Simon Peter was still not perfect and went on to make other mistakes (e.g. Gal. 2:11 ff.). But characteristically his heart was in the right place, and that’s the kind of person with whom and through whom God can effectively work. This uneducated Galilean fisherman even contributed two instructive manuscripts to the collection of New Testament writings that have impacted (and continue to impact) the lives and destinies of multitudes.6
Jesus predicted Peter’s death as a martyr (John 21:18-19), and according to tradition he was crucified upside down in Rome during Nero’s persecution of 64-68. This followed the great fire of Rome, which Nero is believed to have started and then maliciously blamed Christians. It has been alleged that Peter was executed three months after the fire on dies imperii (the regal day anniversary), 13 October 64.
What can we learn from the turbulent life of Simon Peter? (1) God uses imperfect people. (2) Sometimes even imperfect people get it right. (3) Once a failure does not mean always a failure. (4) Multiple failings does not mean always a failure. (5) With God’s help a person can be significantly transformed. (6) However far one has come, there is always room for improvement. (7) A person’s influence lives on long after his earthly departure.
--Kevin L. Moore
1 In Matt. 16:18 Jesus refers to Simon as Bariōna (Aramaic “son of Jonah”), whereas in John 1:42 and 21:15-17 the expression [huios] Iōannou (Greek “son of John”) is used, textual variation notwithstanding (cf. B. Metzger, Textual Commentary [2nd ed.] 172). Some have suggested that Matthew’s version is simply a play on words from what Jesus had said earlier in the chapter about the prophet Jonah (Matt. 16:4). But remember that Jesus was originally speaking in Aramaic to fellow-Aramaic speakers, and Matthew was an Aramaic-speaking Jew writing to Aramaic-speaking Jews (see Matthew's Audience). In contrast, John was writing to Greek-speaking Gentile readers (see John's Audience). Seeing that Aramaic expressions have been translated into Greek by these different authors in different settings for different audiences, which in turn have been copied by hand plethoric times and then translated again into English, the difference in spelling of a couple of letters is hardly significant. Unless otherwise noted, all scripture quotations are from the NKJV.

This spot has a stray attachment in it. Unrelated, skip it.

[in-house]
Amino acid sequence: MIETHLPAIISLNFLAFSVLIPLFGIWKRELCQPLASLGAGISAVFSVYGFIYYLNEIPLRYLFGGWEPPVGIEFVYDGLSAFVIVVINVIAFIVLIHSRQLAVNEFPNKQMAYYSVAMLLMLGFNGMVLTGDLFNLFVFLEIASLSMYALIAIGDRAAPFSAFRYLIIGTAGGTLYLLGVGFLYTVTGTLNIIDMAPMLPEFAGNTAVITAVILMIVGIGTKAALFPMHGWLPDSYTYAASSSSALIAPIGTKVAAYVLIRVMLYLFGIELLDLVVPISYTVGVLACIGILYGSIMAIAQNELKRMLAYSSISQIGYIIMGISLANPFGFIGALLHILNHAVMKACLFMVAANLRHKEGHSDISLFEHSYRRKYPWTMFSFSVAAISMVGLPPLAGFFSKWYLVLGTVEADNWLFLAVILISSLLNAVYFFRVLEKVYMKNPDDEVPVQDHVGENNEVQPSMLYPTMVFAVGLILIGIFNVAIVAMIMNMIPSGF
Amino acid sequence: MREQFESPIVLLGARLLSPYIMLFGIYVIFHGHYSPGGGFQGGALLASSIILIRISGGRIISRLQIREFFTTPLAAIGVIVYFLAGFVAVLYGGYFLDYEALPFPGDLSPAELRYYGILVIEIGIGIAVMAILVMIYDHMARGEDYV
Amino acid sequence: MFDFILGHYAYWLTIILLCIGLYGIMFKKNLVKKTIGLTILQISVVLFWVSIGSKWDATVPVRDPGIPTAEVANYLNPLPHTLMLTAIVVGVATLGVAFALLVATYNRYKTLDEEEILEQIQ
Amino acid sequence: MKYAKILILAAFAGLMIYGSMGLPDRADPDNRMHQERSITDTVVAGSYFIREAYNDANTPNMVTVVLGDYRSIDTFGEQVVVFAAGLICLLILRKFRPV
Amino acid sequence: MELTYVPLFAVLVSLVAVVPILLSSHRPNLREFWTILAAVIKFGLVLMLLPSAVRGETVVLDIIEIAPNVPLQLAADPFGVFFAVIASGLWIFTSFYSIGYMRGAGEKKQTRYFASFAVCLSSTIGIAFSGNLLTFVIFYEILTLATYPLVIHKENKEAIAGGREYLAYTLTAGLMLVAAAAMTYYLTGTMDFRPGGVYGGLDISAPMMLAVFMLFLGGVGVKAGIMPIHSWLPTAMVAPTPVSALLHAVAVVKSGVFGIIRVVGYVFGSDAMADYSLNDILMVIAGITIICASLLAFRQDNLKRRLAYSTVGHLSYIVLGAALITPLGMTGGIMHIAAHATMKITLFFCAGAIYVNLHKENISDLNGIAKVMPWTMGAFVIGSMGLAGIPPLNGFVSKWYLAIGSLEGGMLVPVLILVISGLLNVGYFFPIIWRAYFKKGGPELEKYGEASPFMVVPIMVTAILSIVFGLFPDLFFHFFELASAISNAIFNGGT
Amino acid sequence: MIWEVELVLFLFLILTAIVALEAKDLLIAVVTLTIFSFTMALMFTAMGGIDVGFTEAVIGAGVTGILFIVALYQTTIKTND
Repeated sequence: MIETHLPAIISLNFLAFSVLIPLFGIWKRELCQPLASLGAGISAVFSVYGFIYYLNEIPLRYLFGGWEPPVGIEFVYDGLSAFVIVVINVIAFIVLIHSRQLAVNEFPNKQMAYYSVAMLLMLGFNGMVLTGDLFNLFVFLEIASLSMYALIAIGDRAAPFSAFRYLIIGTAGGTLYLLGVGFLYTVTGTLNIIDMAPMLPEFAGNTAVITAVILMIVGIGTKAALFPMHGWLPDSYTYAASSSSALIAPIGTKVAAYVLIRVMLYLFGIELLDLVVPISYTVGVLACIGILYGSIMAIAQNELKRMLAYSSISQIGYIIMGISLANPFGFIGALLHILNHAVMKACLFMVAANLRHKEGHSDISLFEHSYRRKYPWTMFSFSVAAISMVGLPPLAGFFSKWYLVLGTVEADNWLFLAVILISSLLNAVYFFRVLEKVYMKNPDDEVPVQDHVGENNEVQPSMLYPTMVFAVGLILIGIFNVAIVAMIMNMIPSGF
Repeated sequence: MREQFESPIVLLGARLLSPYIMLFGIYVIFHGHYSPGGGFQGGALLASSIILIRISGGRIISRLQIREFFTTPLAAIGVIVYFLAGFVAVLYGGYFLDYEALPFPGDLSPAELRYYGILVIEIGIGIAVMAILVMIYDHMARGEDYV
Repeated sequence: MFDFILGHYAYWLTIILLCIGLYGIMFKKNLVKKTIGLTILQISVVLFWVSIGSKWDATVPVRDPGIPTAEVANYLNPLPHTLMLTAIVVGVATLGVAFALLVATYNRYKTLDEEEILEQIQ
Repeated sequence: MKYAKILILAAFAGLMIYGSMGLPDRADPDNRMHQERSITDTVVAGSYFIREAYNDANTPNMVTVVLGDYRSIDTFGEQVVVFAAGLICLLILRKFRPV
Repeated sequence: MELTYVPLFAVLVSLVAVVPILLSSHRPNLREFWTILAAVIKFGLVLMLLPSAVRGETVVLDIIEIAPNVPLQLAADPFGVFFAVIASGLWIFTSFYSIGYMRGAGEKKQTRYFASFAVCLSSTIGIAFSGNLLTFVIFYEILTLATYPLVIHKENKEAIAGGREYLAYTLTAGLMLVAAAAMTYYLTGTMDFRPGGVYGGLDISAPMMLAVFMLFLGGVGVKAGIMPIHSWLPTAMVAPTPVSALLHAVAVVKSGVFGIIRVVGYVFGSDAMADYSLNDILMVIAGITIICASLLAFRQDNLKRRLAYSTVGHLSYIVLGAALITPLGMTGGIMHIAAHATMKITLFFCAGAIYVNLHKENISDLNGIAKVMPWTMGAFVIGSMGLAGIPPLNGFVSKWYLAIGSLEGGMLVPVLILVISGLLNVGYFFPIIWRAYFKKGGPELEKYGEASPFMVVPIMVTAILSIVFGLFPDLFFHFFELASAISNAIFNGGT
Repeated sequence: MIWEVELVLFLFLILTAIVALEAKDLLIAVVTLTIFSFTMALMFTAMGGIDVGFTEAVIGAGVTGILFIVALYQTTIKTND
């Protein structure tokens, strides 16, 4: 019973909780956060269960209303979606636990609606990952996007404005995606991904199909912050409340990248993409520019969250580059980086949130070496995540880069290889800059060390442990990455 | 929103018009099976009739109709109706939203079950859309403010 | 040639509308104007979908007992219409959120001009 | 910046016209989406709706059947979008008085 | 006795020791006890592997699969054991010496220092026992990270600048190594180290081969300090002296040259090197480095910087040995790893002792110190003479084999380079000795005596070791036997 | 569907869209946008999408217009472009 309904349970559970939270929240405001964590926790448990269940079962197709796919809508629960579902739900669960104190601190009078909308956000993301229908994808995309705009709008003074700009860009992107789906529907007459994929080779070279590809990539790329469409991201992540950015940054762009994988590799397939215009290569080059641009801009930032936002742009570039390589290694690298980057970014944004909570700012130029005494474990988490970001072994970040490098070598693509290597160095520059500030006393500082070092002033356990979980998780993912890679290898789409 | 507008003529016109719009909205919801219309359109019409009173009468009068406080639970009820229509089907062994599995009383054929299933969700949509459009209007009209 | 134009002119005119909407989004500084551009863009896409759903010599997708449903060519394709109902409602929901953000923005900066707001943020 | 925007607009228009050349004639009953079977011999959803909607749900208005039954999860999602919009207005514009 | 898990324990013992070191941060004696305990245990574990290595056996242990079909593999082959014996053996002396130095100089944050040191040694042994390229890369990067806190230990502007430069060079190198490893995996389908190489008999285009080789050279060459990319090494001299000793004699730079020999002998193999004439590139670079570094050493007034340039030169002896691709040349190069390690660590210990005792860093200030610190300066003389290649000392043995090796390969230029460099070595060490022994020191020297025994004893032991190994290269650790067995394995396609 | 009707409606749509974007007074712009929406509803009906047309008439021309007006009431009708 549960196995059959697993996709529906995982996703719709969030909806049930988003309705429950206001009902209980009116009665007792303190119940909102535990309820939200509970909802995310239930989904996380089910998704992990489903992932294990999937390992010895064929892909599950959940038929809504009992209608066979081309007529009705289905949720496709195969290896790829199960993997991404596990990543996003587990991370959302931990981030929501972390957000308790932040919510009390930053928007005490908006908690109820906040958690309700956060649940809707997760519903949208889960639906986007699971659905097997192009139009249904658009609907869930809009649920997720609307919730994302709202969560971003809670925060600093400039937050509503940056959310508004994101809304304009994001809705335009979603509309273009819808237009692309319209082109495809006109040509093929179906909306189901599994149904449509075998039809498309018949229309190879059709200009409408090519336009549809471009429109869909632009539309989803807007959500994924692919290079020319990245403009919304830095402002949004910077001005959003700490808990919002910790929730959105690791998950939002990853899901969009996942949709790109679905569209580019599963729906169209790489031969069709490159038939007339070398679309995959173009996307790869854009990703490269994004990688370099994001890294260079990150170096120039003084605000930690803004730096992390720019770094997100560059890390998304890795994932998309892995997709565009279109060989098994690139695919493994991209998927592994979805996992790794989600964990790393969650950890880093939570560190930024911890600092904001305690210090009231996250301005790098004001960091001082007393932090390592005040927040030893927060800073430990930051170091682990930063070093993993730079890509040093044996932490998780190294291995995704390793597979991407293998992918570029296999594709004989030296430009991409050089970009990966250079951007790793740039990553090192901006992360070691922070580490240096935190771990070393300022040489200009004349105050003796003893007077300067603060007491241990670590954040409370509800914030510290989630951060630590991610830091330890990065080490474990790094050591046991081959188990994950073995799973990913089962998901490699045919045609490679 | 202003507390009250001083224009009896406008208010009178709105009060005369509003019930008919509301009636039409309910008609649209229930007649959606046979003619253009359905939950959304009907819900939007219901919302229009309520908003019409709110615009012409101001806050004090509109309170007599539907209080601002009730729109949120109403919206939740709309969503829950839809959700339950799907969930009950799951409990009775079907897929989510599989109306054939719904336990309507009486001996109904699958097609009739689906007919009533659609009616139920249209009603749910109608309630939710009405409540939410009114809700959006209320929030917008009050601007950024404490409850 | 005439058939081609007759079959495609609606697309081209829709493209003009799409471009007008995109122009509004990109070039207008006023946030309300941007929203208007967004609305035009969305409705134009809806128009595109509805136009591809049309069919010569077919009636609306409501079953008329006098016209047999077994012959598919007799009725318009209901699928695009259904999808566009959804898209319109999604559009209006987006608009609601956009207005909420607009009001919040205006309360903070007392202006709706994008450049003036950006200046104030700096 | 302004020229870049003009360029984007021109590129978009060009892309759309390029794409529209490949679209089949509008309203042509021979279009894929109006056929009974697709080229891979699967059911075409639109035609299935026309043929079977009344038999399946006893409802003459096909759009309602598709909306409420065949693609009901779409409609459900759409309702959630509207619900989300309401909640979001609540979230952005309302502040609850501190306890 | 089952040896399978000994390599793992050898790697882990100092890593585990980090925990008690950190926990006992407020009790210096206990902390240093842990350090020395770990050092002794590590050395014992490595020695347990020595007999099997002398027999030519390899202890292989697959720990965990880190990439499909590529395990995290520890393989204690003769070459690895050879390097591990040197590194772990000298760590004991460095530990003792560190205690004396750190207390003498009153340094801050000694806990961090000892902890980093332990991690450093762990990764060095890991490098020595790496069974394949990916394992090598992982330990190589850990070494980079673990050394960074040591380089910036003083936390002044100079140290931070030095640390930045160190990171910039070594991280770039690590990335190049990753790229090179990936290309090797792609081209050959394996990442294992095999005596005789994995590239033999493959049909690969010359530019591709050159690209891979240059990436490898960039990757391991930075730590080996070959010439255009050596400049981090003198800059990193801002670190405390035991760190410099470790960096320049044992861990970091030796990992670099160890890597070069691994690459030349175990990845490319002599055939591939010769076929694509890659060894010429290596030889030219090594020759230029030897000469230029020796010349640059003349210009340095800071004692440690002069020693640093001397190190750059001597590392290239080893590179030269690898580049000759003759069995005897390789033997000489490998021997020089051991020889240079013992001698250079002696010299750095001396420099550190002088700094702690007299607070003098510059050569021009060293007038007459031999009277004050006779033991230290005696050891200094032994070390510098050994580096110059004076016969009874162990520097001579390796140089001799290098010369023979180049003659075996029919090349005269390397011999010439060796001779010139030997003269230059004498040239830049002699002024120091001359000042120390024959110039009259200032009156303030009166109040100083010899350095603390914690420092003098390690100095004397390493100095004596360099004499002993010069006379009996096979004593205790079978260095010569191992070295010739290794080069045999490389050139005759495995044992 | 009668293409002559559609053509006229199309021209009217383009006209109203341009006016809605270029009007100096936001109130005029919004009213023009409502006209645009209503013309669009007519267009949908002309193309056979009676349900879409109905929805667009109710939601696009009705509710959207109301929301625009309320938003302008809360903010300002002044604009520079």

2 See Leaving All to Follow Jesus.
3 See Jesus Called Him "Peter" Only Twice. Note that in the early days of the Christian movement, Peter was regularly partnered with John (Luke 22:8; John 18:15; 22:2-4; Acts 3:1; 4:10; 8:14).
4 Consider also the earlier affirmation of Nathanael (John 1:49) and the collective acknowledgement of the apostles (Matt. 14:33).
5 See The Tough Love of Jesus.
5 See The Tough Love of Jesus.
6 For questions concerning the authorship of 1 and 2 Peter, see K. L. Moore, A Critical Introduction to the New Testament 204-13.
Image credit: Painting by Guido Reni, <http://uploads7.wikipaintings.org/images/guido-reni/st-peter-penitent.jpg>.